In a paper published in the International Journal of Digital Television, Darshana Sreedhar Mini examines an Indian television show, Pravasalokam (The World of Expatriates), which focuses on the plight of poor migrant workers from the south Indian state of Kerala who travel to the Middle East and subsequently go missing. While stories of Indian nationals working overseas usually focus on highly educated medical professionals or technical experts, Darshana’s work reveals the potential of televisual media to illuminate social issues and mobilize humanitarian efforts. She illustrates how the show blends elements of reality television programs with investigative journalism, and how it invites its audience to actively participate in locating migrant workers and reuniting them with their families – leading to the creation of the nonprofit organization dedicated to this mission.Rockwell Dennis Hunt Award Awarded to an alumna or alumnus of USC who is pursuing a graduate or professional degree at the university and who is most representative of the Trojan Family’s traditions and values. Yingfei (Fiona) Wang, Candidate: Ph.D., Accounting, USC Leventhal School of Accounting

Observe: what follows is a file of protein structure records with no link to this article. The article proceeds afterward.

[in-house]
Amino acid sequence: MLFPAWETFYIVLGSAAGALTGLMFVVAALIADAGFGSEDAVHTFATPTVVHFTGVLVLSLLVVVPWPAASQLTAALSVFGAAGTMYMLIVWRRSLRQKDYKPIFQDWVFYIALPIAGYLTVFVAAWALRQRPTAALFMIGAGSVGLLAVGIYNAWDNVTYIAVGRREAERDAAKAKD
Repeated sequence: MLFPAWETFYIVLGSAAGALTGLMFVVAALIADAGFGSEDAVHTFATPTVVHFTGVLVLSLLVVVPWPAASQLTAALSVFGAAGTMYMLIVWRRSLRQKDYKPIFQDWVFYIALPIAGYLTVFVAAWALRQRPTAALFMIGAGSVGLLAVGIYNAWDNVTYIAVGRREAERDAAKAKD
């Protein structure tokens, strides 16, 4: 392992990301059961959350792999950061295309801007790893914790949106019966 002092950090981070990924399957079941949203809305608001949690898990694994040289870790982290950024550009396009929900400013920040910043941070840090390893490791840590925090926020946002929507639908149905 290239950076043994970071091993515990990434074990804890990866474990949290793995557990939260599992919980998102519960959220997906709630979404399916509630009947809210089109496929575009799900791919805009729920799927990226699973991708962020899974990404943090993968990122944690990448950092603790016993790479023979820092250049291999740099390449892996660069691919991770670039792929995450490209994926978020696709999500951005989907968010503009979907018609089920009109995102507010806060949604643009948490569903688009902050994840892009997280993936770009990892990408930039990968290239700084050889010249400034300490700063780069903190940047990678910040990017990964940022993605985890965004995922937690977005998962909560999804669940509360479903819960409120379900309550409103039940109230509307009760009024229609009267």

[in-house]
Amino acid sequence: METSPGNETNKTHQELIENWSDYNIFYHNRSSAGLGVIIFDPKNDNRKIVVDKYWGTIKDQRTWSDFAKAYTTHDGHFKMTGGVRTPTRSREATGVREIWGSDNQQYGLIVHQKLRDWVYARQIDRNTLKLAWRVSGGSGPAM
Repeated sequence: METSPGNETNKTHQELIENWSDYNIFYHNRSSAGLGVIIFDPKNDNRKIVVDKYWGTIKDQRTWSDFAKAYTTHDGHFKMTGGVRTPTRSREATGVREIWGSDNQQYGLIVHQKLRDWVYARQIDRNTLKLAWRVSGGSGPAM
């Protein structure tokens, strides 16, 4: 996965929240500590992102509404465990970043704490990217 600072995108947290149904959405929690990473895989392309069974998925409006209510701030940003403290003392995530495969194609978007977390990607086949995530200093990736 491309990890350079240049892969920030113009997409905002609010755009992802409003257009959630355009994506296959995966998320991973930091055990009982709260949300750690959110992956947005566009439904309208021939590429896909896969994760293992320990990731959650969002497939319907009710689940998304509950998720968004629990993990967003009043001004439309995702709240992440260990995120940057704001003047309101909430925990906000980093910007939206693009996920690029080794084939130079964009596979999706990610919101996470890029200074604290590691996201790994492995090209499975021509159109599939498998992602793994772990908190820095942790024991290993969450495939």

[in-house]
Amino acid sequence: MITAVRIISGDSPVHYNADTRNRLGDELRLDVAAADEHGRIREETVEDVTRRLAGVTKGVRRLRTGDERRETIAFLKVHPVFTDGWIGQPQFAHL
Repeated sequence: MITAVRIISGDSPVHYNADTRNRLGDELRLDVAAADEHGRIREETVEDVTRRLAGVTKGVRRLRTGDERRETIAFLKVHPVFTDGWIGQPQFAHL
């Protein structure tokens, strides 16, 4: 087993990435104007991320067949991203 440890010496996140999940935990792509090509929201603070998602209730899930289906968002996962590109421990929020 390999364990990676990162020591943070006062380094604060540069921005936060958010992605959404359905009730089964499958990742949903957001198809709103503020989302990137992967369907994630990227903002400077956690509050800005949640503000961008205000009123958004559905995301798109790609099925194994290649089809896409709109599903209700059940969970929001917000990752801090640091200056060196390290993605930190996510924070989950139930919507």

Fiona Wang palaces her stellar academic work with a staunch commitment to community outreach as she pursues her doctorate in the USC Leventhal School of Accounting. During the first year of her program, she co-founded Team SixThirty, a nonprofit organization that works with civic and government leaders to build better cities through data analytics. As a part of this groups, she spearheaded a citywide conference that attracted more than 150 professionals and students to discuss the future of open data, analytics, and sustainable urban design.